LORD  BYRON  and  his  TIMES
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Letters and Journals of Lord Byron
Lord Byron to Thomas Moore, 22 February 1815

Life of Byron: to 1806
Life of Byron: 1806
Life of Byron: 1807
Life of Byron: 1808
Life of Byron: 1809
Life of Byron: 1810
Life of Byron: 1811
Life of Byron: 1812
Life of Byron: 1813
Life of Byron: 1814
Life of Byron: 1815
Life of Byron: 1816 (I)
Life of Byron: 1816 (II)
Life of Byron: 1817
Life of Byron: 1818
Life of Byron: 1819
Life of Byron: 1820
Life of Byron: 1821
Life of Byron: 1822
Life of Byron: 1823
Life of Byron: 1824
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“February 22d. 1815.

“Yesterday I sent off the packet and letter to Edinburgh. It consisted of forty-one pages, so that I have not added a line; but in my letter, I mentioned what passed between you and me in autumn, as my inducement for presuming to trouble him either with my own or * *’s

* Some remark which he told me had been made with respect to the frequent use of the demonstrative pronoun both by himself and by Sir W. Scott.

† Verses to Lady J * * (containing an allusion to Lord Byron) which I had written, while at Chatsworth, but consigned afterwards to the flames.

A. D. 1815. LIFE OF LORD BYRON. 607
lucubrations. I am any thing but sure that it will do; but I have told
J. that if there is any decent raw material in it, he may cut it into what shape he pleases, and warp it to his liking.

“So you won’t go abroad, then, with me,—but alone. I fully purpose starting much about the time you mention, and alone, too.

* * * * * *

“I hope J. won’t think me very impudent in sending * * only; there was not room for a syllable. I have avowed * * as the author, and said that you thought or said, when I met you last, that he (J.) would not be angry at the coalition (though, alas! we have not coalesced), and so, if I have got into a scrape, I must get out of it—Heaven knows how.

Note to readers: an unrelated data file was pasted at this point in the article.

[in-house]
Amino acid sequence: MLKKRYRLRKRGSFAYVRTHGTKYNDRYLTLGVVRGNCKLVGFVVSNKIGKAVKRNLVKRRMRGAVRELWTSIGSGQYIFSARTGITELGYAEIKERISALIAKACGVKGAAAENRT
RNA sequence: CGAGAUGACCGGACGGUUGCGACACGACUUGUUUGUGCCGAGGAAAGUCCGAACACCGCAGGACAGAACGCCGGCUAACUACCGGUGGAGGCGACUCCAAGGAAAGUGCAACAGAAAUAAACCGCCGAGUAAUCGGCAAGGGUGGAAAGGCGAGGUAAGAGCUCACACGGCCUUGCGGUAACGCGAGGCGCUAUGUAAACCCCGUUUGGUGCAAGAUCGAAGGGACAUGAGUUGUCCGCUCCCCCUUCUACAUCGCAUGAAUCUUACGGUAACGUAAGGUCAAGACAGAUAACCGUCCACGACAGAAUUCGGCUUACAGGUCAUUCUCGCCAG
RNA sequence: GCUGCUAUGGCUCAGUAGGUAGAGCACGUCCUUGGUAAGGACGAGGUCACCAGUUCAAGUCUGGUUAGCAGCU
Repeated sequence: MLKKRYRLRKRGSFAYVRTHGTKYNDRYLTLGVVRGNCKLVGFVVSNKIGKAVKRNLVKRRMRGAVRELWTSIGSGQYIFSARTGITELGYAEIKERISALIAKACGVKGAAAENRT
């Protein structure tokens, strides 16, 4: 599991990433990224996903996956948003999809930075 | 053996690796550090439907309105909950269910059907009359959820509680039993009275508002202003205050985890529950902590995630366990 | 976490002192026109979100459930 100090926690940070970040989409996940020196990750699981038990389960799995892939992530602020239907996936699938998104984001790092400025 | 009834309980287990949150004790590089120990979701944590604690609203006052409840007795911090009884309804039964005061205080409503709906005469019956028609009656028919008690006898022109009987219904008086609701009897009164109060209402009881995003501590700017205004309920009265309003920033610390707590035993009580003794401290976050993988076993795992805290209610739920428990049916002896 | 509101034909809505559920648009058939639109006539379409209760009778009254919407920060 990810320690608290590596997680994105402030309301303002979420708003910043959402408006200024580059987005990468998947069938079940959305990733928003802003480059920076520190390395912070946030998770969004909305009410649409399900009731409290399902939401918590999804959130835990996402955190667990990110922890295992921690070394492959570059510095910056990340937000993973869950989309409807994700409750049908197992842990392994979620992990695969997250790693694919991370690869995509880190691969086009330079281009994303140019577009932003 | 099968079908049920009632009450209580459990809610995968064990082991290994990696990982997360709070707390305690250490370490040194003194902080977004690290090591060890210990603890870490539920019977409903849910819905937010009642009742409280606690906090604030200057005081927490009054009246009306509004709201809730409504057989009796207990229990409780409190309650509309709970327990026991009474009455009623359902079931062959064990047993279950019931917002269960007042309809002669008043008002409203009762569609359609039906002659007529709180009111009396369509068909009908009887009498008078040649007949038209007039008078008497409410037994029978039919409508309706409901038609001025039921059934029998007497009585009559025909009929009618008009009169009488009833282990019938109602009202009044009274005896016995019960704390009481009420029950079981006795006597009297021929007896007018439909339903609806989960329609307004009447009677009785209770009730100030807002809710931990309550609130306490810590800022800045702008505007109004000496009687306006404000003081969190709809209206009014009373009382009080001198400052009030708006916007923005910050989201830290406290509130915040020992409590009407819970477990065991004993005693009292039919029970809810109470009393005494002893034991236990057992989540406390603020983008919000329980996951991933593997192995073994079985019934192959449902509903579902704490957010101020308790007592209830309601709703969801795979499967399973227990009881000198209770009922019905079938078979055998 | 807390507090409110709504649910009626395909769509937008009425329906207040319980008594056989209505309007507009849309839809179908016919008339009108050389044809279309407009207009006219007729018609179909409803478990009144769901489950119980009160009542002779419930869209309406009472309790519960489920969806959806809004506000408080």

“Your Anacreon* is come, and with it I sealed (its first impression) the packet and epistle to our patron.

“Curse the Melodies and the Tribes, to boot†. Braham is to assist—or hath assisted—but will do no more good than a second physician. I merely interfered to oblige a whim of K.’s, and all I have got by it was ‘a speech’ and a receipt for stewed oysters.

“‘Not meet’—pray don’t say so. We must meet somewhere or somehow. Newstead is out of the question, being nearly sold again, or, if not, it is uninhabitable for my spouse. Pray write again. I will soon.

“P.S. Pray when do you come out? ever, or never? I hope I have made no blunder; but I certainly think you said to me (after W * * th, whom I first pondered upon, was given up) that * * and I might attempt * * * *. His length alone prevented me from trying my part, though I should have been less severe upon the Reviewée.

“Your seal is the best and prettiest of my set, and I thank you very much therefor. I have just been—or, rather, ought to be—very much shocked by the death of the Duke of Dorset. We were at school together, and there I was passionately attached to him. Since, we have

* A seal, with the head of Anacreon, which I had given him.

† I had taken the liberty of laughing a little at the manner in which some of his Hebrew Melodies had been set to music.

608 NOTICES OF THE A. D. 1815.
never met—but once, I think, since 1805—and it would be a paltry affectation to pretend that I had any feeling for him worth the name. But there was a time in my life when this event would have broken my heart; and all I can say for it now is that—it is not worth breaking.

“Adieu—it is all a farce.”